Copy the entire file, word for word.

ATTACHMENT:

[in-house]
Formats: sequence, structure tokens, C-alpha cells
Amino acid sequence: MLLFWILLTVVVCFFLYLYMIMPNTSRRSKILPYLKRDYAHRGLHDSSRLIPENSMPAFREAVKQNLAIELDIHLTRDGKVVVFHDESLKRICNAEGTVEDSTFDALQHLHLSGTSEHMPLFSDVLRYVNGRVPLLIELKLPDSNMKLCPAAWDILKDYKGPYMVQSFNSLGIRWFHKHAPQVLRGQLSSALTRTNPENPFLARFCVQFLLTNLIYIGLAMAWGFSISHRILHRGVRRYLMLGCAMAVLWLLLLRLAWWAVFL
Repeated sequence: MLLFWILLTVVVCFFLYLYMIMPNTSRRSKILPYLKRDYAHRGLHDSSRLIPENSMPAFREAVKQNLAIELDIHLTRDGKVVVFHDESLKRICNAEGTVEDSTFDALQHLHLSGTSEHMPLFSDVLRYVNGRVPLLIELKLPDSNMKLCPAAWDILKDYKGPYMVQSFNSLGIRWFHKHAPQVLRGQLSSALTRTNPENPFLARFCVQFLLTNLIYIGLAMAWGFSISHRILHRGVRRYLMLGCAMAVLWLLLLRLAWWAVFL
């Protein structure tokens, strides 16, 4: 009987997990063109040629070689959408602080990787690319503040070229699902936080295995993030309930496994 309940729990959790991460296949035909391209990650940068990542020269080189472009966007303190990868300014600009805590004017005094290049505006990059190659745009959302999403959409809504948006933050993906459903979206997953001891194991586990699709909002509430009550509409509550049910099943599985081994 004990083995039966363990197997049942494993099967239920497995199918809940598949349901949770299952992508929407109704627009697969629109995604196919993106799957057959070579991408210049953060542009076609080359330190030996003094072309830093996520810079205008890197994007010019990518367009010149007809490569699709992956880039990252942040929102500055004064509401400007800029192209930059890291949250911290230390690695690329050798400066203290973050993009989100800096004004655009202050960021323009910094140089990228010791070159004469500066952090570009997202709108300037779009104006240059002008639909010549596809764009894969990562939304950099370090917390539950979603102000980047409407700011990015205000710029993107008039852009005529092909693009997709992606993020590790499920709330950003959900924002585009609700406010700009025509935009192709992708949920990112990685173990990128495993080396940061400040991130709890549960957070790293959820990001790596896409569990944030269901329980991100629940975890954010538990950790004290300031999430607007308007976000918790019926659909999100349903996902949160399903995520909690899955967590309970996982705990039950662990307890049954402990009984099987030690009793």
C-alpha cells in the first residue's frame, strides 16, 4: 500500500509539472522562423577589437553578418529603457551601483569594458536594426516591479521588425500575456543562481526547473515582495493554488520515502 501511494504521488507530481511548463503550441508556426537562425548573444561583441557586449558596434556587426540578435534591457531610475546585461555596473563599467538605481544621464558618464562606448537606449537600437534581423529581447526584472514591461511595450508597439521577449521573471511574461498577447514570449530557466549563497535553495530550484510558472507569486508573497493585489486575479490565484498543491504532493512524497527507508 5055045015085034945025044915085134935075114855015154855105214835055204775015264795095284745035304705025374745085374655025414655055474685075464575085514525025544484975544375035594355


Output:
[in-house]
Formats: sequence, structure tokens, C-alpha cells
Amino acid sequence: MLLFWILLTVVVCFFLYLYMIMPNTSRRSKILPYLKRDYAHRGLHDSSRLIPENSMPAFREAVKQNLAIELDIHLTRDGKVVVFHDESLKRICNAEGTVEDSTFDALQHLHLSGTSEHMPLFSDVLRYVNGRVPLLIELKLPDSNMKLCPAAWDILKDYKGPYMVQSFNSLGIRWFHKHAPQVLRGQLSSALTRTNPENPFLARFCVQFLLTNLIYIGLAMAWGFSISHRILHRGVRRYLMLGCAMAVLWLLLLRLAWWAVFL
Repeated sequence: MLLFWILLTVVVCFFLYLYMIMPNTSRRSKILPYLKRDYAHRGLHDSSRLIPENSMPAFREAVKQNLAIELDIHLTRDGKVVVFHDESLKRICNAEGTVEDSTFDALQHLHLSGTSEHMPLFSDVLRYVNGRVPLLIELKLPDSNMKLCPAAWDILKDYKGPYMVQSFNSLGIRWFHKHAPQVLRGQLSSALTRTNPENPFLARFCVQFLLTNLIYIGLAMAWGFSISHRILHRGVRRYLMLGCAMAVLWLLLLRLAWWAVFL
């Protein structure tokens, strides 16, 4: 009987997990063109040629070689959408602080990787690319503040070229699902936080295995993030309930496994 309940729990959790991460296949035909391209990650940068990542020269080189472009966007303190990868300014600009805590004017005094290049505006990059190659745009959302999403959409809504948006933050993906459903979206997953001891194991586990699709909002509430009550509409509550049910099943599985081994 004990083995039966363990197997049942494993099967239920497995199918809940598949349901949770299952992508929407109704627009697969629109995604196919993106799957057959070579991408210049953060542009076609080359330190030996003094072309830093996520810079205008890197994007010019990518367009010149007809490569699709992956880039990252942040929102500055004064509401400007800029192209930059890291949250911290230390690695690329050798400066203290973050993009989100800096004004655009202050960021323009910094140089990228010791070159004469500066952090570009997202709108300037779009104006240059002008639909010549596809764009894969990562939304950099370090917390539950979603102000980047409407700011990015205000710029993107008039852009005529092909693009997709992606993020590790499920709330950003959900924002585009609700406010700009025509935009192709992708949920990112990685173990990128495993080396940061400040991130709890549960957070790293959820990001790596896409569990944030269901329980991100629940975890954010538990950790004290300031999430607007308007976000918790019926659909999100349903996902949160399903995520909690899955967590309970996982705990039950662990307890049954402990009984099987030690009793």
C-alpha cells in the first residue's frame, strides 16, 4: 500500500509539472522562423577589437553578418529603457551601483569594458536594426516591479521588425500575456543562481526547473515582495493554488520515502 501511494504521488507530481511548463503550441508556426537562425548573444561583441557586449558596434556587426540578435534591457531610475546585461555596473563599467538605481544621464558618464562606448537606449537600437534581423529581447526584472514591461511595450508597439521577449521573471511574461498577447514570449530557466549563497535553495530550484510558472507569486508573497493585489486575479490565484498543491504532493512524497527507508 5055045015085034945025044915085134935075114855015154855105214835055204775015264795095284745035304705025374745085374655025414655055474685075464575085514525025544484975544375035594355